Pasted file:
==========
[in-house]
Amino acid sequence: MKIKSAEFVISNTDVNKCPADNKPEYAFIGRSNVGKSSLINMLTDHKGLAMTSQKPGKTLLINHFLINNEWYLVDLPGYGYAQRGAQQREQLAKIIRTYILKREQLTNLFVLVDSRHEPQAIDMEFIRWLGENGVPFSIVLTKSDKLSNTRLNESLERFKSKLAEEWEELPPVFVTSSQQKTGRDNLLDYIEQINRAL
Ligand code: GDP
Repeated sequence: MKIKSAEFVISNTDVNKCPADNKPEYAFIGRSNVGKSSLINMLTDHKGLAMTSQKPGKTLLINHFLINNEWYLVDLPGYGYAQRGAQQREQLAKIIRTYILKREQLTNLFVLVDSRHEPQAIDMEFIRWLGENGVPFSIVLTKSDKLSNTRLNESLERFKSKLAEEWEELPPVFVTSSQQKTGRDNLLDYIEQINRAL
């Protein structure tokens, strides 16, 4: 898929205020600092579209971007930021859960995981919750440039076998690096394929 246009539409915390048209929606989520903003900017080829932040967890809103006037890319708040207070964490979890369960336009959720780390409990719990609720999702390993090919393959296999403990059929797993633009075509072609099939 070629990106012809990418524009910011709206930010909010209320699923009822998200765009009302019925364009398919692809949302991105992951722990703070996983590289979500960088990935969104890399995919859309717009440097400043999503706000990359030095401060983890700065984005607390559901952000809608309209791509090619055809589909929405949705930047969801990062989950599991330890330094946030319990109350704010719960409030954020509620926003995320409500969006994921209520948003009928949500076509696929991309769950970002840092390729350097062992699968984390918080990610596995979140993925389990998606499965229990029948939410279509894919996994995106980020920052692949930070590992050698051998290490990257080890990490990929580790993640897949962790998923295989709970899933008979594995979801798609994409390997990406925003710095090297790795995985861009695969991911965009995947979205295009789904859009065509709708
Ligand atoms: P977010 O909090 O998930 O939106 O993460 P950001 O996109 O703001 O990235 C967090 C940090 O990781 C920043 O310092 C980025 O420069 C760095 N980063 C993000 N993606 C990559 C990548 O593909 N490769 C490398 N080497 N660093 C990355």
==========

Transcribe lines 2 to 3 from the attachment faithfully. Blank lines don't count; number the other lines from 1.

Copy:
Amino acid sequence: MKIKSAEFVISNTDVNKCPADNKPEYAFIGRSNVGKSSLINMLTDHKGLAMTSQKPGKTLLINHFLINNEWYLVDLPGYGYAQRGAQQREQLAKIIRTYILKREQLTNLFVLVDSRHEPQAIDMEFIRWLGENGVPFSIVLTKSDKLSNTRLNESLERFKSKLAEEWEELPPVFVTSSQQKTGRDNLLDYIEQINRAL
Ligand code: GDP